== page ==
The attitude of both LaFontaine and Morin it will thus be seen was utterly hostile to the union. But though LaFontaine was emphatic in his declaration against the injustice of the union, he did not go as far as Papineau in demanding its repeal. Upon this critical issue the views of these two eminent men, who had for years been friends and co-workers, were strongly at variance. Their divergent views were clearly indicated in the famous parliamentary duel during the session of 1849. Returning from exile in 1845 after eight years’ absence from Canada, Papineau decided to re-enter public life, and the prestige of his great name and his past parliamentary triumphs were sufficient to secure his election for the constituency of St. Maurice. Papineau at once showed himself irreconcilable. He was against the union, he had no faith in responsible government, such as advocated by LaFontaine and his colleagues, and he declared in favour of independence. He demanded “the repeal of the Act of 1840 and the independence of Canada, for the Canadians need never expect justice from England; to submit to her would be an eternal disgrace[77] and a signing of their own death warrant; independence, on the contrary, would be a principle of resurrection and natural life.” The bitter experience through which he had passed had embittered the great tribune against England and monarchical institutions; the United States appeared to him as the acme of freedom. It was inevitable under the circumstances that Papineau and LaFontaine should come into collision. Early in the session of 1849 in a speech of ten hours’ duration Papineau made an attack upon the policy of his former friend and follower. His principal grievance against LaFontaine was that the latter had finally accepted the union of 1840, after having at first protested against it. Papineau’s denunciation of the union and of those whom he charged with having accepted it was couched in the strongest possible language. He charged LaFontaine and his French-Canadian colleagues with having by accepting power contradicted themselves and their protestations in 1841 against the Union Act. “Far from thinking like them,” he declared, “I find the constitution extremely defective, tyrannical and demoralising. Conceived by statesmen of a genius as narrow as it was malevolent, as small as was great that of those who under happier circumstances prepared the Act of 1791, it has up to the present and can only have in the future dangerous effects, ruinous and destructive results. From the moment that the Liberal party attained power I saw that it was intended to ask from us this degrading and unconditional approbation of the Union Act, and it was from that moment that I resolved not to put my confidence in men on their simple promises, but always to judge men by their acts.” LaFontaine’s attitude he denounced as cowardice, as the union could only prove disastrous to the French-Canadians. “For my own part,” declared Papineau, “I see nothing in it but treachery and iniquity, a law of proscription and of tyranny against our people. That Liberals such as LaFontaine should accept this régime is something I cannot understand.” In regard to the question of representation Papineau also differed from LaFontaine. “As far as I am concerned,” he said, “I do not wish either to practise or to impose an unjust domination, and if Upper Canada should have a larger population and demands, as she cannot fail doing, a majority of representatives, yes, I will vote for the general application of this essential principle of constitutional government—representation according to population.... Far from being discouraged by the prospect of a much more rapid increase of population in one section than another, the only reasonable and patriotic conclusion to be deduced is that there is not a day, not an hour, to lose, but that we should at once demand the repeal of the Union Act.” In another passage of his speech Papineau declared that annexation was inevitable, that it was only a question of time and in no sense a subject of doubt or uncertainty. He closed his onslaught by declaring that the Tory ministry of which he had thought so[78] badly and the Liberal party of which he had hoped so much had both equally disappointed his expectations.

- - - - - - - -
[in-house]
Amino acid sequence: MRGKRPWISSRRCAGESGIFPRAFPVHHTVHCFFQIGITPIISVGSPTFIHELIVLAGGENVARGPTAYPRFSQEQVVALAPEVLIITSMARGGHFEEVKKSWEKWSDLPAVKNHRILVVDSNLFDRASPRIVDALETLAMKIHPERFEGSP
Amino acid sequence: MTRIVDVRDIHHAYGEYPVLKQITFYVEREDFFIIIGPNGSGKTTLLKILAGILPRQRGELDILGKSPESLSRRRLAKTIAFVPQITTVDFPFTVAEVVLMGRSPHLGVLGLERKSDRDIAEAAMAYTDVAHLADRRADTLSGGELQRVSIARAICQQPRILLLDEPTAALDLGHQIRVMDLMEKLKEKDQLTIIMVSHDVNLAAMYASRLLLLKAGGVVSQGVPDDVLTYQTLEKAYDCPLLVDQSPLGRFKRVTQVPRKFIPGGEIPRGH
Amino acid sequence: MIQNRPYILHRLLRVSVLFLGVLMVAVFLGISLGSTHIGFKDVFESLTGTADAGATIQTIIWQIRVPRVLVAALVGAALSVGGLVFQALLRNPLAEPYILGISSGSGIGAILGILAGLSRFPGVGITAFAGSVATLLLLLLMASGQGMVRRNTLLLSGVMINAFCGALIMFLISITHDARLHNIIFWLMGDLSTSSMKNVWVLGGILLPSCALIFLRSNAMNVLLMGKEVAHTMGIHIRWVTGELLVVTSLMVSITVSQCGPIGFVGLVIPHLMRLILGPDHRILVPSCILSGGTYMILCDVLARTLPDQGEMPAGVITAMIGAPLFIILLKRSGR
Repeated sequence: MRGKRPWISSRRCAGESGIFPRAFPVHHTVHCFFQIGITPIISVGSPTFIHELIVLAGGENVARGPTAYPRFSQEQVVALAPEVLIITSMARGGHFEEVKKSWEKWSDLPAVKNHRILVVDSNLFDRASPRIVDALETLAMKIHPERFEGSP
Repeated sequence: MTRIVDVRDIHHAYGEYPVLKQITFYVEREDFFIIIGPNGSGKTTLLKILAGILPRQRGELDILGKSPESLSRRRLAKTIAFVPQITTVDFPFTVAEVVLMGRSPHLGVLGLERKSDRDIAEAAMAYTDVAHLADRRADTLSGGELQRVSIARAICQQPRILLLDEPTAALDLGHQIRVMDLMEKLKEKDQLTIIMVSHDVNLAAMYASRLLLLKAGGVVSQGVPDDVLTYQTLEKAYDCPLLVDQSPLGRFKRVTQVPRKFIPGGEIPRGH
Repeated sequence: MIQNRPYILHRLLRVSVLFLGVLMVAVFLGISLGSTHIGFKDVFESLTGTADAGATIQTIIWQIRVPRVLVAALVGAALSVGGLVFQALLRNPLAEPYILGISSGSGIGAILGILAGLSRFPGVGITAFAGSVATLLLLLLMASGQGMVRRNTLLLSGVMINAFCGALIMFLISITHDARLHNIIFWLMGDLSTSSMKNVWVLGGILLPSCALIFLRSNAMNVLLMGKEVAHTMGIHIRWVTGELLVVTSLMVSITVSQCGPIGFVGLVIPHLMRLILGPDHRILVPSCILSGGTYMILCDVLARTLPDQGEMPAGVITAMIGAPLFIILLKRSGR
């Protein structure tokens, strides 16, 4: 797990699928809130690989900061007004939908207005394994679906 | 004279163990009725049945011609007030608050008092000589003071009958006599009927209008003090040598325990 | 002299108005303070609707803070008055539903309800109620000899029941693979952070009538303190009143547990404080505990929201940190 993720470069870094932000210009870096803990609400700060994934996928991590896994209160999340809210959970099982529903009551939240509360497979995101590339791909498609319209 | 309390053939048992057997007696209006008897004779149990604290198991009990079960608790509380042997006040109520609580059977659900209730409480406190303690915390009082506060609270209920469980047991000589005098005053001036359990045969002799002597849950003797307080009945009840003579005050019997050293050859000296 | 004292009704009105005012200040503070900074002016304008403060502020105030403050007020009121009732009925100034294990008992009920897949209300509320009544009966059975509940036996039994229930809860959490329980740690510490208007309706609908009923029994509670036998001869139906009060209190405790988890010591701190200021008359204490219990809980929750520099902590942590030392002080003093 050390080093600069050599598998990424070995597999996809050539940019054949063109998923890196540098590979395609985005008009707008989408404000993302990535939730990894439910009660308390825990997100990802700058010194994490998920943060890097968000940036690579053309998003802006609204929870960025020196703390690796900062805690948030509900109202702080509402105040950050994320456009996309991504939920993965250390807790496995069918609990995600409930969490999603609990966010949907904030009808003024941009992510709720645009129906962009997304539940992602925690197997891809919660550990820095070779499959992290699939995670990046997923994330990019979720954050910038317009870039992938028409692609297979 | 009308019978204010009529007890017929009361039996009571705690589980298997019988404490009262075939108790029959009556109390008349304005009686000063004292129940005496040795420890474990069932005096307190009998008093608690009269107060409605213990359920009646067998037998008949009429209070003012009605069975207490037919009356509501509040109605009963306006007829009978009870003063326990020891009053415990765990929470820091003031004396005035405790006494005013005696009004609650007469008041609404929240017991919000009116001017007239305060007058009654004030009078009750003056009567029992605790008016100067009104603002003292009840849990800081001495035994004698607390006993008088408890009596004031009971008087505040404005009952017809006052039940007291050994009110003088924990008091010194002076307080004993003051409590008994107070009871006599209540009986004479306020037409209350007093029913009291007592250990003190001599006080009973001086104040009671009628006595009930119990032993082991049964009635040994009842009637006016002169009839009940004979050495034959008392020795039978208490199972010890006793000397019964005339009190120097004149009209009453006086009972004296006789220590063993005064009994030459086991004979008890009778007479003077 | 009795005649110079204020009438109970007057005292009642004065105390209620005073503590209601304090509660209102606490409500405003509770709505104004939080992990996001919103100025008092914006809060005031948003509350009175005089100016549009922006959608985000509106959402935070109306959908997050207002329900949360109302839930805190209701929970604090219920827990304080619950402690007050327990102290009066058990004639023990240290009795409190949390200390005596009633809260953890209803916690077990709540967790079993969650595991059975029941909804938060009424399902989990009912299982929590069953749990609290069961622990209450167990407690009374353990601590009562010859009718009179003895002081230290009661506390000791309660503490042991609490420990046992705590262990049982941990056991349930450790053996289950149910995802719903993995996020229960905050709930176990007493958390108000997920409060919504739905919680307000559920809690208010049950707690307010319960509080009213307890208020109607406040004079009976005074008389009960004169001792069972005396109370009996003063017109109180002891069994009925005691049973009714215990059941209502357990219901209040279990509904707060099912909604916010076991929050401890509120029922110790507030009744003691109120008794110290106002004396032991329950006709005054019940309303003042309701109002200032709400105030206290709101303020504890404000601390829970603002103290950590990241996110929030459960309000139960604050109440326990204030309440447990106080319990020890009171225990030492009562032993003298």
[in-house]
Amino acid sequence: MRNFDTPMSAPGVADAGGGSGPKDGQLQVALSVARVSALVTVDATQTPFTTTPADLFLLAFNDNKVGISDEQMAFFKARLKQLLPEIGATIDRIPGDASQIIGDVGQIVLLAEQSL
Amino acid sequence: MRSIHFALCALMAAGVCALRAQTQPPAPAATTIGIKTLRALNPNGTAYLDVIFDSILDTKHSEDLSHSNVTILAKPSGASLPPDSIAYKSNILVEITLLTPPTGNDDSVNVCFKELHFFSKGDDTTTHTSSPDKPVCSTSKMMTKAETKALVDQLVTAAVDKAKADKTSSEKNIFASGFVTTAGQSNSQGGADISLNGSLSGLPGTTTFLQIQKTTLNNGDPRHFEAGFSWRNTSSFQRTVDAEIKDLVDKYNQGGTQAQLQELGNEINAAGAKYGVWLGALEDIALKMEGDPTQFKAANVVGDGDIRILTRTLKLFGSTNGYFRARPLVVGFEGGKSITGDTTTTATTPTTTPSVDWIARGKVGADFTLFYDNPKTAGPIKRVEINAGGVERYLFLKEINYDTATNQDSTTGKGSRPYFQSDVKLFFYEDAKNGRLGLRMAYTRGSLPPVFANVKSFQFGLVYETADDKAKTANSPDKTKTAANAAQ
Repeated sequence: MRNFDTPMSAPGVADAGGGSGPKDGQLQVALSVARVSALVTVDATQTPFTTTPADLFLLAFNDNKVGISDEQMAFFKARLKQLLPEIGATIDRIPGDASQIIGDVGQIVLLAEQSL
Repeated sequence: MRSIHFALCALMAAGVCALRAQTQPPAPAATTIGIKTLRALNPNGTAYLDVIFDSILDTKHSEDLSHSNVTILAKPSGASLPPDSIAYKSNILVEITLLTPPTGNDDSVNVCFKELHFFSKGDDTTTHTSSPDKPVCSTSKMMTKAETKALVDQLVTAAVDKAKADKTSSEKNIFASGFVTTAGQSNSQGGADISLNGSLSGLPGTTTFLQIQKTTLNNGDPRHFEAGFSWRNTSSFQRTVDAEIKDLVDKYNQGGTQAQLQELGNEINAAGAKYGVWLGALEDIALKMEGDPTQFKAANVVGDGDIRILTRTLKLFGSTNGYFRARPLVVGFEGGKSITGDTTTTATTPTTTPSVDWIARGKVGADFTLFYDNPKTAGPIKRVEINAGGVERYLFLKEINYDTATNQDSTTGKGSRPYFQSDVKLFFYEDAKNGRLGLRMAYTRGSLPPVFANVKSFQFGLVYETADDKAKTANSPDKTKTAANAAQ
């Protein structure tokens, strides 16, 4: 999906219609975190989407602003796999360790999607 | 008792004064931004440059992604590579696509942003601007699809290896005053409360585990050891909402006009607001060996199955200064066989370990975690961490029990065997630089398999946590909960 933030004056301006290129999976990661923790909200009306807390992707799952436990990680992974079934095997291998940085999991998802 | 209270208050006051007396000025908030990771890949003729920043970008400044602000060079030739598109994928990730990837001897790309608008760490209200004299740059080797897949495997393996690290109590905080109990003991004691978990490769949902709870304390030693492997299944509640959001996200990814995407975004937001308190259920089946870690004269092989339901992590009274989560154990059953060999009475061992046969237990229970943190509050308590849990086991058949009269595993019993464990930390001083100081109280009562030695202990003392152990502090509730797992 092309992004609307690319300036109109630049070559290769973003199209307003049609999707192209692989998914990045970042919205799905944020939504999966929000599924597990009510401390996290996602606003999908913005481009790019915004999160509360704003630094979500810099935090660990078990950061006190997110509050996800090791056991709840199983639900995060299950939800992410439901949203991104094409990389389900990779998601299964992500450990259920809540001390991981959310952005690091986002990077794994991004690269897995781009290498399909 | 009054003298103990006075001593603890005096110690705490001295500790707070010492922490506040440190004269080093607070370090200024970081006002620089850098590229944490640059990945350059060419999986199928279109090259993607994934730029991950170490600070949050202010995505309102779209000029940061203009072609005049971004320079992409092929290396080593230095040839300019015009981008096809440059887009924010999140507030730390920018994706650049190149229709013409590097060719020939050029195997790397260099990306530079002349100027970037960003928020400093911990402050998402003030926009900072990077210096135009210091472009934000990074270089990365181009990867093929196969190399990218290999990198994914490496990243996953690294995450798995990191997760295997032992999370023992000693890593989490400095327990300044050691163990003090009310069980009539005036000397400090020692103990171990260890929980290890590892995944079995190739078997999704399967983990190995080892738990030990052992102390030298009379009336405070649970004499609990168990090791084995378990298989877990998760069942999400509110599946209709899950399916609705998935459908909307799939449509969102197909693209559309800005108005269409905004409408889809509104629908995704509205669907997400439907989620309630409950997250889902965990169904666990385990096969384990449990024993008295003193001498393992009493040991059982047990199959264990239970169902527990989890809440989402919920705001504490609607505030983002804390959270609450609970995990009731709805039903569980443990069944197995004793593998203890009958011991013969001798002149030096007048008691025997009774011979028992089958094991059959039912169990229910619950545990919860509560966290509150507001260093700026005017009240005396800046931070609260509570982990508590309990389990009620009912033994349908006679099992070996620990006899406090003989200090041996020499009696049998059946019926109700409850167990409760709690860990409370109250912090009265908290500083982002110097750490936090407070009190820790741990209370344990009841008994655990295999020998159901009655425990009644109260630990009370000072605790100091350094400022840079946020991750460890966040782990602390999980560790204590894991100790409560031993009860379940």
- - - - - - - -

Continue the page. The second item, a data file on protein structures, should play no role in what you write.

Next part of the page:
LaFontaine’s reply to Papineau’s onslaught was calm, reasoned and deliberate, though at times he displayed some feeling at what he apparently regarded as an attack upon his honour. “It will not,” said LaFontaine, “be unjust to the honourable member to qualify his system as a system of opposition to the bitter end; he himself so qualified it on several occasions. I leave to the honourable member the full benefit of a declaration which I have often made and now repeat: The idea of the governor who suggested, the idea of the man who had drafted the Act was that the union of the two provinces would crush the French-Canadians. Has that object been attained? Has Lord Sydenham’s idea been realised? All my fellow countrymen, except the honourable member, will answer with one unanimous voice—no. But they will also admit, as every honest man will admit, that had the system of opposition to the bitter end, upheld by the honourable member, been adopted it would have brought about ere now the aim of Lord Sydenham—the French-Canadian would have been crushed! That is what the honourable member’s system would have brought us to, and what it would bring us to to-morrow if the representatives of the people were so ill-advised as to adopt it.